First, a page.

Just Like That

Ireland, because of the Northern political violence and criminal copy cat actions since, is familiar with the phenomenon of the Disappeared. But all of that has to do with bodies whereas this is this story of the house that disappeared on Tory Island.

Neville Presho was a film maker. One of his productions, Oilean, was praised by a serving Gealtacht Minister 25 years after its release for having represented ‘a fascinating look on Tory Island.’ When, in 1982, the opportunity came to acquire a house in the remote solitude of the island, Presho went for it and invested his life savings in the endeavour. Aged around 150 years old, one of the oldest on Tory, it was ‘a house with character.’

In 1986 Presho became one of the country’s twenty eight thousand to emigrate because of the economic downturn. After a long time away from Ireland he eventually returned to claim what he had paid for. As he disembarked from the ferry that brought him from the mainland he noticed that ‘where my house had been there was a vacant space.’ It had vanished, to borrow the words of the late British comedian Tommy Cooper, ‘just like that.’

The islanders may have alternative deities to ‘the god of the chapel’ but this was not an event which could with any credibility be explained through recourse to the supernatural.

Presho became obsessed with finding out what had happened to his house, running around the country ‘like a blue arsed fly’ is how he put it. He got little help from the Gardai who, redolent with the ‘better things to do’ reasoning that saw Scottish police officer Michelle Selby jailed for a year by a Glasgow court in 2011, went off in pursuit of those better things. Presho’s family ended up ‘living on the bones of their arse’. The state of his mental wellbeing deteriorated. He was admitted to psychiatric hospitals on two occasions. His marriage would eventually crumble.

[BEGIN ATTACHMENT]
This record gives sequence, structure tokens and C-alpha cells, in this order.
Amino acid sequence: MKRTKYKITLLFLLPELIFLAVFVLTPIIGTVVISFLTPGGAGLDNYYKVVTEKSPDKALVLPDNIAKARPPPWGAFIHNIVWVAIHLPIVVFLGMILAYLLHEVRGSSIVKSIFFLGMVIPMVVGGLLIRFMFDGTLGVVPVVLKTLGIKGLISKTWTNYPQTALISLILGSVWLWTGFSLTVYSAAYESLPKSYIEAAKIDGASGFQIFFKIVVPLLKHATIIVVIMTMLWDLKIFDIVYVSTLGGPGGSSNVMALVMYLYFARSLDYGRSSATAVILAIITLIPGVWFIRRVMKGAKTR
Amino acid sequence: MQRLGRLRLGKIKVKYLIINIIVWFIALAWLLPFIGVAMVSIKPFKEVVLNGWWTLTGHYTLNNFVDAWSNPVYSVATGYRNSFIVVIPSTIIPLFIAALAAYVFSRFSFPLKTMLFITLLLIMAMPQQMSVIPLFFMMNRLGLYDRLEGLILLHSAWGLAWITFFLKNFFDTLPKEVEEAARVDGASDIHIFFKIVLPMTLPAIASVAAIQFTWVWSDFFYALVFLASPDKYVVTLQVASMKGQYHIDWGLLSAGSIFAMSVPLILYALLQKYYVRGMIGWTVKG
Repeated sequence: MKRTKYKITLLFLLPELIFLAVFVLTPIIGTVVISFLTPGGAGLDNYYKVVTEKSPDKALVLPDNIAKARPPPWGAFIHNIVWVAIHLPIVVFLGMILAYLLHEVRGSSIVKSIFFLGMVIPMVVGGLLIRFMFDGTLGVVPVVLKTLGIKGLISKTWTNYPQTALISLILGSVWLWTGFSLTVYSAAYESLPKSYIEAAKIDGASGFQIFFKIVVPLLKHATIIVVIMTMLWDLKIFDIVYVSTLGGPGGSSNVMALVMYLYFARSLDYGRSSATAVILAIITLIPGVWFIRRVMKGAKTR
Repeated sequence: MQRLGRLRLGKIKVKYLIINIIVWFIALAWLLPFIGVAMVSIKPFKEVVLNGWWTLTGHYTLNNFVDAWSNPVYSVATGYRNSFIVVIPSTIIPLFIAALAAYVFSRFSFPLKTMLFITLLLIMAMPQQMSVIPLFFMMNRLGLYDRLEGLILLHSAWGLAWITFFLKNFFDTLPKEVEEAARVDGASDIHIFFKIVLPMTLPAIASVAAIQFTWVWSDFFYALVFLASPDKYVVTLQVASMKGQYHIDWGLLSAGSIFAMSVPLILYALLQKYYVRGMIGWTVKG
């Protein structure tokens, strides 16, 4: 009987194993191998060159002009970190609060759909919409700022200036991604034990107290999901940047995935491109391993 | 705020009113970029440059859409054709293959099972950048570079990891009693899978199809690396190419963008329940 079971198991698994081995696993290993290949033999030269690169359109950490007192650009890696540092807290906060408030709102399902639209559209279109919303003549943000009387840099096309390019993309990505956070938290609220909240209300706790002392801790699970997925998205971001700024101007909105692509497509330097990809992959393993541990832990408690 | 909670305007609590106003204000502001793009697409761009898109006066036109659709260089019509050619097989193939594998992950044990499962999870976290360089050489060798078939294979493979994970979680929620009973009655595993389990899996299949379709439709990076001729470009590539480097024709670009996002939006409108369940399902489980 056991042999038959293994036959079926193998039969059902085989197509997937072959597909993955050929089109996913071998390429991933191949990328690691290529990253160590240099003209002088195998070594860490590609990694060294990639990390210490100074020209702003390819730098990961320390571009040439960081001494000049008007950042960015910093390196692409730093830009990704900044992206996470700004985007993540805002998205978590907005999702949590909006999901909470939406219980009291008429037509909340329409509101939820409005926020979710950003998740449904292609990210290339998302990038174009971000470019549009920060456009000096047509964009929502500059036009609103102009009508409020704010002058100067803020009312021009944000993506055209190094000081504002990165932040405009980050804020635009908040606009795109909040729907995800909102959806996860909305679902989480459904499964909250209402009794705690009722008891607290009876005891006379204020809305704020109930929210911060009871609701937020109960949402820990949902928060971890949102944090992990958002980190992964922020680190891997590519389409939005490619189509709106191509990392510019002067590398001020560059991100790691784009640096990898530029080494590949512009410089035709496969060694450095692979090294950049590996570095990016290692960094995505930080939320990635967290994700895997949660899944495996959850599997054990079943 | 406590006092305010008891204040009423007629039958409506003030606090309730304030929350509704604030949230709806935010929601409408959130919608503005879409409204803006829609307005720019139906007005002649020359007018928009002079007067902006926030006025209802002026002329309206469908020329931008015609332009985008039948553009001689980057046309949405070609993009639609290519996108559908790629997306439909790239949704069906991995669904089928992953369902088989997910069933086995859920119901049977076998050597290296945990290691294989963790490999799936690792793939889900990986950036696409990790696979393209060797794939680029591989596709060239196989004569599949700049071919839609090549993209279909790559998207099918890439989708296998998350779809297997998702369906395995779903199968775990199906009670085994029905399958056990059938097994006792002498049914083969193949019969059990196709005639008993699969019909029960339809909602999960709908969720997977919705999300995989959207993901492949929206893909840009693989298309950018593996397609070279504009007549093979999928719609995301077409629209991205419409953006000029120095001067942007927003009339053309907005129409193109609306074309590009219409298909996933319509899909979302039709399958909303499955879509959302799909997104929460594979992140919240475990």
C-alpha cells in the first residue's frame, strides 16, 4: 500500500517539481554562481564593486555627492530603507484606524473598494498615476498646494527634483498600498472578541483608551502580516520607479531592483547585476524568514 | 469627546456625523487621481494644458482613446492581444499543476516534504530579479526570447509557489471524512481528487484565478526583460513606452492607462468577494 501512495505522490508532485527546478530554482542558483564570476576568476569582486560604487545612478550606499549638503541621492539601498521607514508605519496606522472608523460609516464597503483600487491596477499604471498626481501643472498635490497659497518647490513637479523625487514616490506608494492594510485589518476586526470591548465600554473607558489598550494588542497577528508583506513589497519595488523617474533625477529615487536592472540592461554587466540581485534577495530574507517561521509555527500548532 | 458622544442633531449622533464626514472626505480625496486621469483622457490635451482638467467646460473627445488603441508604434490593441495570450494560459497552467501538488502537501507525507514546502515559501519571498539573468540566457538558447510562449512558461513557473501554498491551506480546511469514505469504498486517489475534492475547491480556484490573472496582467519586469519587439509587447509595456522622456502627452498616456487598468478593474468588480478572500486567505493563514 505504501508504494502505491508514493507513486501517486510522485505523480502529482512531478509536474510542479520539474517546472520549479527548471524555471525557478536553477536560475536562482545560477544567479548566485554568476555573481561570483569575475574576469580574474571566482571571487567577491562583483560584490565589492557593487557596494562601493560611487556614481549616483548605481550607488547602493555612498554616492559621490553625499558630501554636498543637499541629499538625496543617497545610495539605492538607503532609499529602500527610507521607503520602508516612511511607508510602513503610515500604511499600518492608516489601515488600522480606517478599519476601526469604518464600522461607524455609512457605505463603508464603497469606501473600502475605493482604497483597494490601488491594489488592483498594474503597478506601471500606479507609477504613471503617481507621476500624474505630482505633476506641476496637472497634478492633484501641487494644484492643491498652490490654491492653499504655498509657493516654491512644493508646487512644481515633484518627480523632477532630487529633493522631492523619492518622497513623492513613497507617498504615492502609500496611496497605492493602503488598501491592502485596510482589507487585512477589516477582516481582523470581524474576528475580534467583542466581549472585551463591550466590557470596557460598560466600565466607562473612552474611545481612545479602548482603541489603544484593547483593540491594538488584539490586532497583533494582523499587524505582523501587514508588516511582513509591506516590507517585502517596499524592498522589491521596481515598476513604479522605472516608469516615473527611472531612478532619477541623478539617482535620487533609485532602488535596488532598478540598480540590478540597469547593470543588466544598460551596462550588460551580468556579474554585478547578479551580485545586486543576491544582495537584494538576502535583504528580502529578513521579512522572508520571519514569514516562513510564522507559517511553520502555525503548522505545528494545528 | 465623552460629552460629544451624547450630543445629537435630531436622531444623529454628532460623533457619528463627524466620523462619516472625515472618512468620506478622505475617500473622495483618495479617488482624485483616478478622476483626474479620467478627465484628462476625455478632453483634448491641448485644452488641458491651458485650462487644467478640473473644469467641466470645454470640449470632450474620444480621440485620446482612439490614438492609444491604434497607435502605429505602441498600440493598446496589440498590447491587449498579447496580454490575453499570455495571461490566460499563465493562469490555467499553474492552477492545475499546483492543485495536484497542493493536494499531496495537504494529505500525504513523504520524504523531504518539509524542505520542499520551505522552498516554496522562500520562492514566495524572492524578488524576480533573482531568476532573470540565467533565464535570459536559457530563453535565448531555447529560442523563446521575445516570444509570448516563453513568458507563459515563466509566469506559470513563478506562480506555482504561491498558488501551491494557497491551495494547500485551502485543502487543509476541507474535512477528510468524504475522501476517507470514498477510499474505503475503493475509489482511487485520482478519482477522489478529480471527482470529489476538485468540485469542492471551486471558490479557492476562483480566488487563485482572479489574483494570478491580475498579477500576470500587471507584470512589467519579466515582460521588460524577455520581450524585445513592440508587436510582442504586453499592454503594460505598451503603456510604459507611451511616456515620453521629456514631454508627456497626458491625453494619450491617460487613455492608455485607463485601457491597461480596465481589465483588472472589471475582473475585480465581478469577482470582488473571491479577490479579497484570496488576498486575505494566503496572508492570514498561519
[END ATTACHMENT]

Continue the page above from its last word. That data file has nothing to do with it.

Presho’s nemesis in the matter of his vanished home was Patrick Doohan a native of Tory who returned there in 1992 with a plan to revamp Ward’s Hotel. His ideas appeared fine but for one problem. The view of guests would be severely obstructed by Presho’s house.

Local builder Patrick McGinty would later give evidence in the High Court that Doohan had asked him to demolish the house. McGinty would only do so if provided with proof of ownership which was not forthcoming. The house was eventually burned and the complete wooden structure was destroyed leaving only the stonework. McGinty rang the Gardai and said ‘it’s no fucking accident. This house was burnt.’

After the fire the building was slowly demolished. On one occasion McGinty saw Doohan’s digger, the only piece of plant of its kind on Tory, collide with the house. An engineer who examined the ruins concluded that it could only have been caused by a digger.

People did not come forward with information. While ‘another man held the title of king of Tory ... Patrick was the real monarch of the island.’ A very powerful figure with the ear of local authorities and Dail politicians he had the power to move any mountains that blocked his view.